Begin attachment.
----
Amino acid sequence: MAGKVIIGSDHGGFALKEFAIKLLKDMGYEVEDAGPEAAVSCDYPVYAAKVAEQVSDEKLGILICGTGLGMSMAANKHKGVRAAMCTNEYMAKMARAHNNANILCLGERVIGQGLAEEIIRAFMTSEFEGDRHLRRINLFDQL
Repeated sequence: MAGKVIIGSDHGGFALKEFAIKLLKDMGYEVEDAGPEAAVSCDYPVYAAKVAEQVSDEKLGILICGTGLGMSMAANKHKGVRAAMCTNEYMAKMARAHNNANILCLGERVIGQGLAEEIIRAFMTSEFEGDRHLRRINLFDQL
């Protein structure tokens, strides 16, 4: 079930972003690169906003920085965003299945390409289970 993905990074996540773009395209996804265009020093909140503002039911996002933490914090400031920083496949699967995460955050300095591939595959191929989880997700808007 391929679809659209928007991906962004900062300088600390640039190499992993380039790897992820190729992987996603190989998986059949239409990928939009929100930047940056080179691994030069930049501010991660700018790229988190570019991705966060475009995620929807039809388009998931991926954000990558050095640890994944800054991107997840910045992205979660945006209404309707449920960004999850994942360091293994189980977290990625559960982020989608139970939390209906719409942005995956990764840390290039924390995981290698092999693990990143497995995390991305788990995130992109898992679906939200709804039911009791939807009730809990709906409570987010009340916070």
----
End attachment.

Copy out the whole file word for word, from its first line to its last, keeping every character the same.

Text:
Amino acid sequence: MAGKVIIGSDHGGFALKEFAIKLLKDMGYEVEDAGPEAAVSCDYPVYAAKVAEQVSDEKLGILICGTGLGMSMAANKHKGVRAAMCTNEYMAKMARAHNNANILCLGERVIGQGLAEEIIRAFMTSEFEGDRHLRRINLFDQL
Repeated sequence: MAGKVIIGSDHGGFALKEFAIKLLKDMGYEVEDAGPEAAVSCDYPVYAAKVAEQVSDEKLGILICGTGLGMSMAANKHKGVRAAMCTNEYMAKMARAHNNANILCLGERVIGQGLAEEIIRAFMTSEFEGDRHLRRINLFDQL
């Protein structure tokens, strides 16, 4: 079930972003690169906003920085965003299945390409289970 993905990074996540773009395209996804265009020093909140503002039911996002933490914090400031920083496949699967995460955050300095591939595959191929989880997700808007 391929679809659209928007991906962004900062300088600390640039190499992993380039790897992820190729992987996603190989998986059949239409990928939009929100930047940056080179691994030069930049501010991660700018790229988190570019991705966060475009995620929807039809388009998931991926954000990558050095640890994944800054991107997840910045992205979660945006209404309707449920960004999850994942360091293994189980977290990625559960982020989608139970939390209906719409942005995956990764840390290039924390995981290698092999693990990143497995995390991305788990995130992109898992679906939200709804039911009791939807009730809990709906409570987010009340916070």